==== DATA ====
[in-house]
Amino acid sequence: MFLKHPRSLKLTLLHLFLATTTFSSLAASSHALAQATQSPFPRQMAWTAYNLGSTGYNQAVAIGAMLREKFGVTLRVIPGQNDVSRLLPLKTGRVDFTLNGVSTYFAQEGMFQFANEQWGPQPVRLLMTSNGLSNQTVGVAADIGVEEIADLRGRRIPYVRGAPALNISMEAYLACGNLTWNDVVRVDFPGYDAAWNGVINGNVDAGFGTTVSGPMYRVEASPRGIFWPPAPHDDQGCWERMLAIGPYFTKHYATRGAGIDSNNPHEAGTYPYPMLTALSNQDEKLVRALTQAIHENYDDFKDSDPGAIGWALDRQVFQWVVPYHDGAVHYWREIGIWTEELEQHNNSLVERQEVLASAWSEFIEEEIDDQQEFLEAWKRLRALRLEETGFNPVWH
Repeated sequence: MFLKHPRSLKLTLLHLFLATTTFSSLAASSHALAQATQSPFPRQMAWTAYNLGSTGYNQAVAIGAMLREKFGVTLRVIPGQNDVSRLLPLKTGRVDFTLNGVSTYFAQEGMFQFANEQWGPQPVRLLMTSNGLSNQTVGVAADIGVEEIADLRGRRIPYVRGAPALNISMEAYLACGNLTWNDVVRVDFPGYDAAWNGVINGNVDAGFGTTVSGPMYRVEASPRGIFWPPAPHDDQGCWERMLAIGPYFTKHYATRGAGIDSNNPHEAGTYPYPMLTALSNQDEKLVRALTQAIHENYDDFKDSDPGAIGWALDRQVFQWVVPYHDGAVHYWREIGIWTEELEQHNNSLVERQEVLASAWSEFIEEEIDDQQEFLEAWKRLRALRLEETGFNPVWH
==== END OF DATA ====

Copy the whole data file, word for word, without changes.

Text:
[in-house]
Amino acid sequence: MFLKHPRSLKLTLLHLFLATTTFSSLAASSHALAQATQSPFPRQMAWTAYNLGSTGYNQAVAIGAMLREKFGVTLRVIPGQNDVSRLLPLKTGRVDFTLNGVSTYFAQEGMFQFANEQWGPQPVRLLMTSNGLSNQTVGVAADIGVEEIADLRGRRIPYVRGAPALNISMEAYLACGNLTWNDVVRVDFPGYDAAWNGVINGNVDAGFGTTVSGPMYRVEASPRGIFWPPAPHDDQGCWERMLAIGPYFTKHYATRGAGIDSNNPHEAGTYPYPMLTALSNQDEKLVRALTQAIHENYDDFKDSDPGAIGWALDRQVFQWVVPYHDGAVHYWREIGIWTEELEQHNNSLVERQEVLASAWSEFIEEEIDDQQEFLEAWKRLRALRLEETGFNPVWH
Repeated sequence: MFLKHPRSLKLTLLHLFLATTTFSSLAASSHALAQATQSPFPRQMAWTAYNLGSTGYNQAVAIGAMLREKFGVTLRVIPGQNDVSRLLPLKTGRVDFTLNGVSTYFAQEGMFQFANEQWGPQPVRLLMTSNGLSNQTVGVAADIGVEEIADLRGRRIPYVRGAPALNISMEAYLACGNLTWNDVVRVDFPGYDAAWNGVINGNVDAGFGTTVSGPMYRVEASPRGIFWPPAPHDDQGCWERMLAIGPYFTKHYATRGAGIDSNNPHEAGTYPYPMLTALSNQDEKLVRALTQAIHENYDDFKDSDPGAIGWALDRQVFQWVVPYHDGAVHYWREIGIWTEELEQHNNSLVERQEVLASAWSEFIEEEIDDQQEFLEAWKRLRALRLEETGFNPVWH